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I'd like to use a live cd to prioritize the defragmentation. I tried using ubcd4win, but it produced errors on startup and was unable to launch any applications. I wonder ...
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  1. #1
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    What live cd can I use for defragmenting ntfs drives?


    I'd like to use a live cd to prioritize the defragmentation. I tried using ubcd4win, but it produced errors on startup and was unable to launch any applications. I wonder whether ntfs support in linux is reliable and if there is an efficient live cd I can use to defrag.

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    Administrator MikeTbob's Avatar
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    I've never heard of anyone using a LiveCD to defrag anything.....Linux does not fragment the way Windows does so there is really no need for a defragmenter.
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    I'm using Windows, that's why I have ntfs drives. I don't want to defrag in Windows because other programs are inevitably going to be running and contributing negatively to the performance. I could, but I'd like to avoid that.

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    Googling your problem came up with a few hits but everything I found seemed to be a "our program defrags faster than the windows program" and nothing standalone, at least that I could find in my limited search. This would seem like something useful for a windows toolbox CD such as SystemRescue with Linux.

    Have you gone to any windows forums or the microsoft site to look for a standalone program?

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    Linux Guru reed9's Avatar
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    There is not currently a NTFS defrag program in linux. There is a project, but I don't think it's gone anywhere in a long time.

    ntfsdefrag [www.linux-ntfs.org]

    You can create a Windows boot disk which can defrag, however.
    How to Create an Emergency Windows Rescue CD (howtohaven.com)

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    Ok. That rescue cd seems to be based on bartpe, on which ubcd4win is based also, thus it has the potential of generating the same errors. I'm going to just try and do this in safe mode.

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    oz
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    Quote Originally Posted by lknn View Post
    I'd like to use a live cd to prioritize the defragmentation. I tried using ubcd4win, but it produced errors on startup and was unable to launch any applications. I wonder whether ntfs support in linux is reliable and if there is an efficient live cd I can use to defrag.
    Hello and welcome to the forums!

    Linux isn't much into the defrag game since Linux filesystems don't fragment so much as some of the others, but I think Paragon makes a defragmenter that can be run from liveCD. I've never used it so can't say anything about the quality, or the performance aspect of it.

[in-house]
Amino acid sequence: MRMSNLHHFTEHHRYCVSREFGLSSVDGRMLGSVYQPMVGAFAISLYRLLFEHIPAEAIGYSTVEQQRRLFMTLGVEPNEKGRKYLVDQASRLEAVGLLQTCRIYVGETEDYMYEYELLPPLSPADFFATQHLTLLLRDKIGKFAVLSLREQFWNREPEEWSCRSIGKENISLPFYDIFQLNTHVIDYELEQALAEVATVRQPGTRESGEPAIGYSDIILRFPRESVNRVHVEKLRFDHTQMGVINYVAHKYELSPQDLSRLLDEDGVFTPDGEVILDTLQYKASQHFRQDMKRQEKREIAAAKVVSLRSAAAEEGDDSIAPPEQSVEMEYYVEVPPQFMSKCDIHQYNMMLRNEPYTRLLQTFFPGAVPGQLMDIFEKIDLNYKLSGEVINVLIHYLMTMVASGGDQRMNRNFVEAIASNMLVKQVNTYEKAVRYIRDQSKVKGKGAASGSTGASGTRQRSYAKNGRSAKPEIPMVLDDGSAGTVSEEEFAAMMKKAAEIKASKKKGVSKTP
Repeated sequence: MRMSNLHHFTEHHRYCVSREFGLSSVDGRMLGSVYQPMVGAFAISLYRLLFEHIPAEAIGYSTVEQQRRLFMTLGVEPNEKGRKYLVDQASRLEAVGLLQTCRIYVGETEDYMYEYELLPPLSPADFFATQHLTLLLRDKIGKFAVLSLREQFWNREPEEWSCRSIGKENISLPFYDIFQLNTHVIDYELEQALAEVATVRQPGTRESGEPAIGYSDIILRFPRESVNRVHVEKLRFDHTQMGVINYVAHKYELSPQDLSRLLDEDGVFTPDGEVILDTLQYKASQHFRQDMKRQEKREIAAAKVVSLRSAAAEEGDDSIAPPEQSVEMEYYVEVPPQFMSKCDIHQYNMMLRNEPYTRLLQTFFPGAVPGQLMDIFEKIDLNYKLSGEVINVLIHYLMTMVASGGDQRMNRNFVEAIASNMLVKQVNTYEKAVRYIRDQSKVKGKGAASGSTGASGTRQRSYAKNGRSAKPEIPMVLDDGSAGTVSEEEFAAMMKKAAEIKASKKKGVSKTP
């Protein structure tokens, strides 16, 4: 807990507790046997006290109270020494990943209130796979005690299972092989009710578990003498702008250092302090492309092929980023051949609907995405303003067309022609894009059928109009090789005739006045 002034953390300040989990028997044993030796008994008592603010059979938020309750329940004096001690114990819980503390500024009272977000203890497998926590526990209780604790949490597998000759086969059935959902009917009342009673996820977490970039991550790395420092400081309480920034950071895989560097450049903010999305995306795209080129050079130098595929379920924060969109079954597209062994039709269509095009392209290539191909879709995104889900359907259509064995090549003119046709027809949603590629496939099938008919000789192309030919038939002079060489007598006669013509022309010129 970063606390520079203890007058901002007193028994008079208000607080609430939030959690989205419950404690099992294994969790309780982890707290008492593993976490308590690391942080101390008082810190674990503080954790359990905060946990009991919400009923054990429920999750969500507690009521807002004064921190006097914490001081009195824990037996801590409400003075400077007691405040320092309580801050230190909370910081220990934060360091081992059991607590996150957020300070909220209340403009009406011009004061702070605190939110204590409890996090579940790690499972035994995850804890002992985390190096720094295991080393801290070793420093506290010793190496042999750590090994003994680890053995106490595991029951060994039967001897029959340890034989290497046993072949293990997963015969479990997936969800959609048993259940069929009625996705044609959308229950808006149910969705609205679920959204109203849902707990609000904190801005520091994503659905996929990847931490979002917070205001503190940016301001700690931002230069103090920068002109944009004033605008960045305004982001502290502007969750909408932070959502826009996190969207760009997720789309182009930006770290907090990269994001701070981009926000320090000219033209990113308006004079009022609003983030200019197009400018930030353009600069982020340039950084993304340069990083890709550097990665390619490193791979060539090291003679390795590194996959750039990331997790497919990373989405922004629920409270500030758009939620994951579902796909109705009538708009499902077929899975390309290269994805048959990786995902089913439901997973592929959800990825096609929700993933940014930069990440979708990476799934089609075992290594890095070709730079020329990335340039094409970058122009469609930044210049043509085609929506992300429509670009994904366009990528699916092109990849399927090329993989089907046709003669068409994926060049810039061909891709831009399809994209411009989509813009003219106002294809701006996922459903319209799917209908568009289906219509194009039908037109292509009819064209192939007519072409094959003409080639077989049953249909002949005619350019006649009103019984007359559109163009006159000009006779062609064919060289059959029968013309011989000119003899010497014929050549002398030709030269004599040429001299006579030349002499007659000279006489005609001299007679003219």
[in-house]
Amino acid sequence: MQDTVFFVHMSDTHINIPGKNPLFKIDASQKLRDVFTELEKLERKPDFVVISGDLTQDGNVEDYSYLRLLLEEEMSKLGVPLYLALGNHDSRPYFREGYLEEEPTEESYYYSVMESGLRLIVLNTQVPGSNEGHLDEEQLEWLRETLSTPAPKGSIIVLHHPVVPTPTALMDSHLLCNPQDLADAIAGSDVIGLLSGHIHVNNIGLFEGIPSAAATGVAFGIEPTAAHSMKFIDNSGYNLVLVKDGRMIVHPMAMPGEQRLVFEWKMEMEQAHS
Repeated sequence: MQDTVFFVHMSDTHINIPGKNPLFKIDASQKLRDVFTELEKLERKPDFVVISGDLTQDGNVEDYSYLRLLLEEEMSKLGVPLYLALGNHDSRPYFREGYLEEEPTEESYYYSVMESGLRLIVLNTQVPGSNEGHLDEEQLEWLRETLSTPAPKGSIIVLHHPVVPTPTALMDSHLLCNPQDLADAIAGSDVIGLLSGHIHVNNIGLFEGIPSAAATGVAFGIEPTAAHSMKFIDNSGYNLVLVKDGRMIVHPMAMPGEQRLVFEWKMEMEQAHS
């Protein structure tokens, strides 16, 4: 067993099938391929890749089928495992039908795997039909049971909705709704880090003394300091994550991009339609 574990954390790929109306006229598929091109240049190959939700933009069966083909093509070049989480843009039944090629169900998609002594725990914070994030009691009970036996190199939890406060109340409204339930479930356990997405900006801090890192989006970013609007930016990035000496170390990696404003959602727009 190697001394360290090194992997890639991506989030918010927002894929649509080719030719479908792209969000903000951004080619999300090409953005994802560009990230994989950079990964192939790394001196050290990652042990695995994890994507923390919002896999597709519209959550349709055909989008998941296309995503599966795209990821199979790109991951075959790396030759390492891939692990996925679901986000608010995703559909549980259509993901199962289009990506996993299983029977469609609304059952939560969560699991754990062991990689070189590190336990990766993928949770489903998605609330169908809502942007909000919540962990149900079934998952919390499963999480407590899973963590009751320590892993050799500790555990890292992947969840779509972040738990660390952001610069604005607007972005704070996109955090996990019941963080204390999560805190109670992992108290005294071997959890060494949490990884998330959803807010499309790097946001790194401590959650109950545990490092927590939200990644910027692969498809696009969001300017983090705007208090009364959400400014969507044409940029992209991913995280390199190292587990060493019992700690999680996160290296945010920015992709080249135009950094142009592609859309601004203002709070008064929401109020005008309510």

oz

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    Fellas - remember that not all of us are using pure Linux'es. Some of us are still dual booting, or need to be able to share our external drive with a Windows machine. So out of necessity, we leave our external drives formatted in ntfs.

    Now while the Tux'es and their filesystems (choose - ext2, ext3, ext4, btfs, squashfs, etc) do not really fragment, I believe ntfs does. So I can see where the OP is coming from. I've been looking around for some safe/r defragging tool, and the only one I have settled on is an old notebook booting Windows.

    If only the linux-ntfs project were still alive... sigh!

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    try defraggler yet?

    I've been using defraggler by piriform. It has more options than Windows defrag, such as moving larger files to the end of the main partition during the process.

    Yes, it's used while live in Windows, but sometimes you have to bite the bullet and just do it. If ntfsdefrag were active I'd likely be using it instead. @reed9 has the right idea.

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    I have a suggestion.

    Now. I may not say this right, and you will need to do just a tad of research to pull it off, but......what if you redo your layout, and make the entire computer a Linux system only have Microsoft running in one of the virtual boxes available for free today, and have your Microsoft operating system think that ALL OF YOUR PERSONAL FILES are being sent to a Microsoft SERVER that is handling the Hard Drive.......only in reality, the Server is Linux. Thus, all of your personal files end up being taken care of by Linux, which means no defrag ever again. Plus, if your Microsoft operating system starts getting slow or messed up, you can simply kill it and a second later have a brand new clean install of it running again. And if you get a virus on the Microsoft, again, you just kill it and restart it and you are clean. All the damage that can be done will be limited to the Microsoft operating system itself, which is instantly replaceable.

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